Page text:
I was pleasantly surprised at Hudson's power. I think I heard so much talk about him being compared to Wiegmann and Lilja that it colored my expectations of him. Now, let's be clear, he's not a powerhouse. He IS stout, though, and delivers a pretty good pop. During the Patriots and Steelers games it was especially noticeable as he was forced a few times to take on their "big boys" one-on-one and did a and admirable job for the most part. In particular I got a chance to see him stonewall a couple of Vince Wilfork bull rushes. As a guy who believes we NEED to be stronger up front, this was really encouraging. Hudson's got the strength to hold his own one-on-one against bigger guys.

Another thing that I really liked was his (for the most part) understanding of his job. While there were a few rookie lapses, he overall showed good awareness on the field. This is especially true when pass blocking. He does a very good job keeping his head up when he's the free blocker, and makes quick decisions as to what lineman to help. He did a fine job once he arrived to help with double teams, either delivering a punch to help Wiegs halt his backward movement or delivering a shove to help Albert "direct" his guy around the QB. He was considered a very polished lineman coming out and you can see that he understands what he's supposed to do out there.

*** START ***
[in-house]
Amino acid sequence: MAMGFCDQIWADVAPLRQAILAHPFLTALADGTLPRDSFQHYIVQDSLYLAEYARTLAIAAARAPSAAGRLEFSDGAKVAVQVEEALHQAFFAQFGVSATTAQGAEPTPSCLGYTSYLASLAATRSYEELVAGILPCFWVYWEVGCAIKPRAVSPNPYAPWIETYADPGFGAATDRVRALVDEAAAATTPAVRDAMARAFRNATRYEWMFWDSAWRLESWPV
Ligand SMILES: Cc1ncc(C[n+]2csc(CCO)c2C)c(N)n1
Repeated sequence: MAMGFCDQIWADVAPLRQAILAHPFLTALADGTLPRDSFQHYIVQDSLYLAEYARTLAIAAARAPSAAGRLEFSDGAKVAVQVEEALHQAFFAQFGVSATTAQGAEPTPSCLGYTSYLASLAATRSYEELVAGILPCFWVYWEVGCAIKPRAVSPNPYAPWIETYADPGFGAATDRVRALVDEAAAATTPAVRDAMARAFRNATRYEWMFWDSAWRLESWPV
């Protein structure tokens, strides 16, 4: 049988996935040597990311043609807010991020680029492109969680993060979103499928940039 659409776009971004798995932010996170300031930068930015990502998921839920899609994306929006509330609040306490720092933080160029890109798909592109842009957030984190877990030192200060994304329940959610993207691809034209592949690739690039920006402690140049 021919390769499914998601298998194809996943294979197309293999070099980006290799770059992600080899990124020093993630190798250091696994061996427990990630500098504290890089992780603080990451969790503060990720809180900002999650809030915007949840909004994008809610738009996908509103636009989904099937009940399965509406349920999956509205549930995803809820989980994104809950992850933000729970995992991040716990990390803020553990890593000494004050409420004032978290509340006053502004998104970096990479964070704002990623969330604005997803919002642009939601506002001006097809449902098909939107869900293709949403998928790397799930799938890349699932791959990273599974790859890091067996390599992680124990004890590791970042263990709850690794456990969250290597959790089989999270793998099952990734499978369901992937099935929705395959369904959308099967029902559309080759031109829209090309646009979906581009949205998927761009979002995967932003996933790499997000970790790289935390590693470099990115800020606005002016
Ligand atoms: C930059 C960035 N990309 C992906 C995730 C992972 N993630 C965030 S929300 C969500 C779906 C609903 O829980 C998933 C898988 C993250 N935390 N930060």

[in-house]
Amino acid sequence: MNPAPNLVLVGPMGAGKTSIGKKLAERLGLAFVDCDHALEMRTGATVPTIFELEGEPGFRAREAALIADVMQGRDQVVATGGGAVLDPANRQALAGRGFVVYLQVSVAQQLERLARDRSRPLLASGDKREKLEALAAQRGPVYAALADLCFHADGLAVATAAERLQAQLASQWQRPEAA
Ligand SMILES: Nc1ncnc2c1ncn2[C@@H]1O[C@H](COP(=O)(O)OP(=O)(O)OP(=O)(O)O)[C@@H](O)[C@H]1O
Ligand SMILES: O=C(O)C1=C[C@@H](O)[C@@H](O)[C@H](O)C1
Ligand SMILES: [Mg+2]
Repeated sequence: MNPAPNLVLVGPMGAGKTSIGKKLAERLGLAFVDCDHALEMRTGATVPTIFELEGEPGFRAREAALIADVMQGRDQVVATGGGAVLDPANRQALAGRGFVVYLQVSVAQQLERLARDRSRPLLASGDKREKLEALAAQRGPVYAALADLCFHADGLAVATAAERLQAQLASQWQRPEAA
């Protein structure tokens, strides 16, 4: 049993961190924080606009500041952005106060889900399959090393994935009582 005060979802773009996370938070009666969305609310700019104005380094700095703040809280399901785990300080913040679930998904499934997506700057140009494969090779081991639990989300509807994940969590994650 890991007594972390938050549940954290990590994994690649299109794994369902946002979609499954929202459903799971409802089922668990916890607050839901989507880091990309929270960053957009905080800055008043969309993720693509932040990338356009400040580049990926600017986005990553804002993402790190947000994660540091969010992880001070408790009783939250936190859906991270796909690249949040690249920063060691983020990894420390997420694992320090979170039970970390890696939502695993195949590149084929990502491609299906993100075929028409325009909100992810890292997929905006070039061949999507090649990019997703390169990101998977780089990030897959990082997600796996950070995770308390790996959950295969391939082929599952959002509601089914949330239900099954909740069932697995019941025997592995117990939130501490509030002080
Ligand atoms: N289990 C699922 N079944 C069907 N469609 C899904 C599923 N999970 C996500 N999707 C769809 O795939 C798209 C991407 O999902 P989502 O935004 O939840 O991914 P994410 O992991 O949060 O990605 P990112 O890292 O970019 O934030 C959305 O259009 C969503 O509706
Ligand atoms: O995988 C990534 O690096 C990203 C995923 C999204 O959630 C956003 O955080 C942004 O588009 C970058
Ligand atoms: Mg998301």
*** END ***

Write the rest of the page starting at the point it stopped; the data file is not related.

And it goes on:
Still another thing to like about Hudson's game is his ability to move in space. He's got the athleticism to pull and block LB's at the second level. However, it was in space where I saw his biggest current weakness as a run blocker. He seemed to all too often take longer than he should to lock onto a defender. More than a couple times Hudson looked more like a defensive player trying to "flow" through traffic rather than an OL trying to BLAST a hole in traffic. He definitely needs to work on locking getting a hat on someone right away.

Another weakness in his game is that he'll occasionally overcommit to a lunge and end up grasping nothing but air, as pro defensive players earn their paychecks making OL pay for those kinds of mistakes. He needs to find a balance between aggressive and in control when trying to deliver a punch. From what I understand this is a common problem with young OL who are trying to adjust to bigger, faster NFL defenders.